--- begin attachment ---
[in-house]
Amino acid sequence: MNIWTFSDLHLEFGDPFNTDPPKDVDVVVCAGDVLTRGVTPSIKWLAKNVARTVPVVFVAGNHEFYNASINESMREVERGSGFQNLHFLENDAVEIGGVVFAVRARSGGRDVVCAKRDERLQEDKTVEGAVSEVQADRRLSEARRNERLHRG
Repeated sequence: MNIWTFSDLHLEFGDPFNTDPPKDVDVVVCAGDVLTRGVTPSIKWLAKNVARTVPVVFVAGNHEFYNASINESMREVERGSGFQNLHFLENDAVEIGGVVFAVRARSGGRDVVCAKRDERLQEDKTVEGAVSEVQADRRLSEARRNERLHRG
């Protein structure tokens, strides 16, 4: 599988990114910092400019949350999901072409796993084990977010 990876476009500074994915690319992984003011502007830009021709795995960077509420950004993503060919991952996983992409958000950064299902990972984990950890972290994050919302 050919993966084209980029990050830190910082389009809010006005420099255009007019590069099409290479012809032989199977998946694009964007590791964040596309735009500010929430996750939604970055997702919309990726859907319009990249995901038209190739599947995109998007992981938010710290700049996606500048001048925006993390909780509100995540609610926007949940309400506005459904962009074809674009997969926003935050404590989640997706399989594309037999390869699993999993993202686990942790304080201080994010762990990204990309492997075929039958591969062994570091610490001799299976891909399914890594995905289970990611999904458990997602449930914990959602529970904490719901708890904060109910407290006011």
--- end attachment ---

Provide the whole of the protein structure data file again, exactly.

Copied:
[in-house]
Amino acid sequence: MNIWTFSDLHLEFGDPFNTDPPKDVDVVVCAGDVLTRGVTPSIKWLAKNVARTVPVVFVAGNHEFYNASINESMREVERGSGFQNLHFLENDAVEIGGVVFAVRARSGGRDVVCAKRDERLQEDKTVEGAVSEVQADRRLSEARRNERLHRG
Repeated sequence: MNIWTFSDLHLEFGDPFNTDPPKDVDVVVCAGDVLTRGVTPSIKWLAKNVARTVPVVFVAGNHEFYNASINESMREVERGSGFQNLHFLENDAVEIGGVVFAVRARSGGRDVVCAKRDERLQEDKTVEGAVSEVQADRRLSEARRNERLHRG
């Protein structure tokens, strides 16, 4: 599988990114910092400019949350999901072409796993084990977010 990876476009500074994915690319992984003011502007830009021709795995960077509420950004993503060919991952996983992409958000950064299902990972984990950890972290994050919302 050919993966084209980029990050830190910082389009809010006005420099255009007019590069099409290479012809032989199977998946694009964007590791964040596309735009500010929430996750939604970055997702919309990726859907319009990249995901038209190739599947995109998007992981938010710290700049996606500048001048925006993390909780509100995540609610926007949940309400506005459904962009074809674009997969926003935050404590989640997706399989594309037999390869699993999993993202686990942790304080201080994010762990990204990309492997075929039958591969062994570091610490001799299976891909399914890594995905289970990611999904458990997602449930914990959602529970904490719901708890904060109910407290006011």